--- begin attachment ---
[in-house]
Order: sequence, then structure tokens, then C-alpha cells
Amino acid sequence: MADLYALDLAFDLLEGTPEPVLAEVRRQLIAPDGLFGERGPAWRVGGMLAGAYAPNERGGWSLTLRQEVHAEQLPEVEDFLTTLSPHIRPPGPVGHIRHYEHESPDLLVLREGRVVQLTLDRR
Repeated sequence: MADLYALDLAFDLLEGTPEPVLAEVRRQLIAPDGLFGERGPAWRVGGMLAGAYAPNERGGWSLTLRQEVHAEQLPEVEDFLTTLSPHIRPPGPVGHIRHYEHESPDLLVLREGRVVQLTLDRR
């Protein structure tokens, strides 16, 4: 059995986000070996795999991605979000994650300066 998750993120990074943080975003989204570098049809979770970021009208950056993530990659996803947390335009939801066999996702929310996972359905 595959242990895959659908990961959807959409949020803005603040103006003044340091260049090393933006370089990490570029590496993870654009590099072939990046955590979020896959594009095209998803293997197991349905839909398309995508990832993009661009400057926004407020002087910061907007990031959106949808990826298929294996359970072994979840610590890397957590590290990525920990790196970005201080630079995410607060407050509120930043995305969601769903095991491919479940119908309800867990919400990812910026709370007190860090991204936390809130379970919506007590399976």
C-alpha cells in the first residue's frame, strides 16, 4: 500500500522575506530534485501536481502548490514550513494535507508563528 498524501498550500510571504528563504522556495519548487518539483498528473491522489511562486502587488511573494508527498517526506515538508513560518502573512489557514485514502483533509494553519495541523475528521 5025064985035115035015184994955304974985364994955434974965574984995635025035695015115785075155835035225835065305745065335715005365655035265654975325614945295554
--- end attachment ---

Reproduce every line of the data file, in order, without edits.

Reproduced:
[in-house]
Order: sequence, then structure tokens, then C-alpha cells
Amino acid sequence: MADLYALDLAFDLLEGTPEPVLAEVRRQLIAPDGLFGERGPAWRVGGMLAGAYAPNERGGWSLTLRQEVHAEQLPEVEDFLTTLSPHIRPPGPVGHIRHYEHESPDLLVLREGRVVQLTLDRR
Repeated sequence: MADLYALDLAFDLLEGTPEPVLAEVRRQLIAPDGLFGERGPAWRVGGMLAGAYAPNERGGWSLTLRQEVHAEQLPEVEDFLTTLSPHIRPPGPVGHIRHYEHESPDLLVLREGRVVQLTLDRR
């Protein structure tokens, strides 16, 4: 059995986000070996795999991605979000994650300066 998750993120990074943080975003989204570098049809979770970021009208950056993530990659996803947390335009939801066999996702929310996972359905 595959242990895959659908990961959807959409949020803005603040103006003044340091260049090393933006370089990490570029590496993870654009590099072939990046955590979020896959594009095209998803293997197991349905839909398309995508990832993009661009400057926004407020002087910061907007990031959106949808990826298929294996359970072994979840610590890397957590590290990525920990790196970005201080630079995410607060407050509120930043995305969601769903095991491919479940119908309800867990919400990812910026709370007190860090991204936390809130379970919506007590399976």
C-alpha cells in the first residue's frame, strides 16, 4: 500500500522575506530534485501536481502548490514550513494535507508563528 498524501498550500510571504528563504522556495519548487518539483498528473491522489511562486502587488511573494508527498517526506515538508513560518502573512489557514485514502483533509494553519495541523475528521 5025064985035115035015184994955304974985364994955434974965574984995635025035695015115785075155835035225835065305745065335715005365655035265654975325614945295554